The preliminary results of an autopsy in the Netherlands on Slobodan Milosevic show the former Yugoslav leader died of a heart attack.
A toxicological report on the body has still to be completed amid allegations he may have died of poisoning.
Serbian President Boris Tadic has ruled out a state funeral for Mr Milosevic.
He also said there would be no pardon for the former leader's wife, Mirjana Markovic, who faces abuse of power charges and is now in exile in Moscow.
Mr Milosevic was found dead in his cell on Saturday in The Hague where he was on trial for war crimes.
An official for the UN tribunal said that his remains would be released on Monday to his family.
The tribunal said that the full autopsy report might take more than a day to be released but that the preliminary results showed Mr Milosevic had died of a "myocardial infarction", the medical term for a heart attack.
Mr Milosevic, 64, had been suffering from two heart conditions, it added, without naming them.
Slobodan Milosevic feared he was being poisoned just a day before he died in his cell, according to lawyer Zdenko Tomanovic.
He had complained of "strong drugs in his system only used for treating leprosy or tuberculosis" in a letter to Russian Foreign Minister Sergei Lavrov.
Mr Milosevic had, he said, been citing a medical report from 12 January.
Mr Milosevic had requested permission to travel to Moscow for medical treatment but the tribunal refused, fearing that he might not return to The Hague.
Dutch public television NOS reported on Sunday that a blood sample taken from Mr Milosevic some time between November and January had shown traces of drugs often used to treat leprosy or tuberculosis.
They may have neutralised the medicine Mr Milosevic was taking for high blood pressure and heart problems, it said, quoting an unidentified tribunal "adviser".
Sources close to the court suggest Mr Milosevic may have deliberately mixed or missed the dosages for his bad heart and high blood pressure.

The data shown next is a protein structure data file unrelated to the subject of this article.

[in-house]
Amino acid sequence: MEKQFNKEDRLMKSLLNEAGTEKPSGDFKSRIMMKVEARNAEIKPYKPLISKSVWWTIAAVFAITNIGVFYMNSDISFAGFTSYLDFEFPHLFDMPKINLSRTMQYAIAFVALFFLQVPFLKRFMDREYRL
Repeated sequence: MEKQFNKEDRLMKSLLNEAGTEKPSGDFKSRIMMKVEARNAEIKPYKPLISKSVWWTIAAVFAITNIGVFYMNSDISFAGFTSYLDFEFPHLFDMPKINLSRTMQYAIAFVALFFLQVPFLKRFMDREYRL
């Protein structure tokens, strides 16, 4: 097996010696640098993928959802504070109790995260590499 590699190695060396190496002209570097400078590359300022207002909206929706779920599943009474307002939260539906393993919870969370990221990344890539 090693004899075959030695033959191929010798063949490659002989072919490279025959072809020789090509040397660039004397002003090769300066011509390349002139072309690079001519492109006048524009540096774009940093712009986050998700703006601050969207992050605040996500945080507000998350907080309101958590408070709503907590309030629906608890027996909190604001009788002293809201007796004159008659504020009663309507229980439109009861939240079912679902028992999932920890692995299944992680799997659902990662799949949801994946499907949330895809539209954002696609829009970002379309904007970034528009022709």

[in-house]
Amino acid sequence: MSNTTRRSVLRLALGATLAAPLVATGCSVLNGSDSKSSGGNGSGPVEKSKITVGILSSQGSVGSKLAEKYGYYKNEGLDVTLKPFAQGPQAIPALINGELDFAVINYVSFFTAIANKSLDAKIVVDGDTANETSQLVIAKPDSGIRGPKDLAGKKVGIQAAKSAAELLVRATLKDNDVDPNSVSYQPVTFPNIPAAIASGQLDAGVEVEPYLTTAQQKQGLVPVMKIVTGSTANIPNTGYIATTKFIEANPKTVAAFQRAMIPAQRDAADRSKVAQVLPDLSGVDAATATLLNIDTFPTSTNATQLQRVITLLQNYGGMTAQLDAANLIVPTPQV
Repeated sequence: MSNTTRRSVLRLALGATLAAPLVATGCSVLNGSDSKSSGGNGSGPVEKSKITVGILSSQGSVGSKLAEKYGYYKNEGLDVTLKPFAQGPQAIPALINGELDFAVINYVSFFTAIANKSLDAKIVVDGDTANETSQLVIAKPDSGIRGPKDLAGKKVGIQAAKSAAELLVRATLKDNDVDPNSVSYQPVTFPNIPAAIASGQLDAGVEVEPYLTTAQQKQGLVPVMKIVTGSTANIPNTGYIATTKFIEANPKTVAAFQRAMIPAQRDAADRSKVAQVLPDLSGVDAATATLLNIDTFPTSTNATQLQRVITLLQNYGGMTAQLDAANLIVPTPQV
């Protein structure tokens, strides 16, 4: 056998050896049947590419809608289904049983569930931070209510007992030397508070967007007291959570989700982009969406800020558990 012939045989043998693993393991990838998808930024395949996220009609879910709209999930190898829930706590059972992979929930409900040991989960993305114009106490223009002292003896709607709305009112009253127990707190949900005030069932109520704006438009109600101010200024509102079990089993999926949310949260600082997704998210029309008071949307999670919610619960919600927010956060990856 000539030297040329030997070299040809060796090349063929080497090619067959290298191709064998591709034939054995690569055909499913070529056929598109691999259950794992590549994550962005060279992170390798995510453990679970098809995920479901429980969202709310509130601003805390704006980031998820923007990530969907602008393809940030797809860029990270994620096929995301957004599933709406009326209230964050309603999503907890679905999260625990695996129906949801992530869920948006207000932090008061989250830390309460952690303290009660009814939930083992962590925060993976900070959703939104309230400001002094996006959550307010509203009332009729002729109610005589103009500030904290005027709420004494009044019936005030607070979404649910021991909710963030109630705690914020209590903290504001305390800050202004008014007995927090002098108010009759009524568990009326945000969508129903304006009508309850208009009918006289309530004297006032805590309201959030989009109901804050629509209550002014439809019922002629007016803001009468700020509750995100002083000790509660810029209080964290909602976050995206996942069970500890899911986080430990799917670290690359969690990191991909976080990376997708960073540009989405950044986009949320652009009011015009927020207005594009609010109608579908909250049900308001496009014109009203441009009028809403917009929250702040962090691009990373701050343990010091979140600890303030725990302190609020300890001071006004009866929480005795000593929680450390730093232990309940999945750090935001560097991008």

Tribunal ploughs on
UN chief prosecutor Carla del Ponte said Mr Milosevic's death made it even more urgent for Serbia to arrest the most wanted Bosnian Serb war crimes fugitives, Ratko Mladic and Radovan Karadzic.
Mr Milosevic had been held at the UN war crimes tribunal since 2001.
He was on trial on charges of war crimes and crimes against humanity for his alleged central role in the wars in Bosnia, Croatia and Kosovo during the 1990s.
He also faced genocide charges over the 1992-95 Bosnia war, in which 100,000 people died.
Correspondents say the tribunal's monitoring of inmates is under scrutiny because Mr Milosevic's death came within a week of the suicide of a former rebel Croatian Serb leader, Milan Babic.
Both Mr Milosevic's widow Mirjana Markovic and son Marko have blamed the tribunal for his death.
CHARGES AGAINST MILOSEVIC
Genocide, relating to the massacre in Srebrenica, Bosnia
Crimes against humanity, relating to Bosnia, Croatia and Kosovo
Grave breaches of the Geneva Conventions, relating to Bosnia and Croatia
Violations of the laws or customs of war, relating to Bosnia, Croatia and Kosovo
They are living in Moscow and both face fraud charges in Serbia.
Mr Milosevic's daughter Marija, now living in Montenegro, would also face criminal charges in Serbia.
There are reports that his family is divided over whether he should be laid to rest in Serbia, his birthplace Montenegro, or in Russia.
A BBC correspondent in the Hague says that delicate negotiations may be expected behind the scenes, and the government can't afford to alienate the former president's nationalist supporters.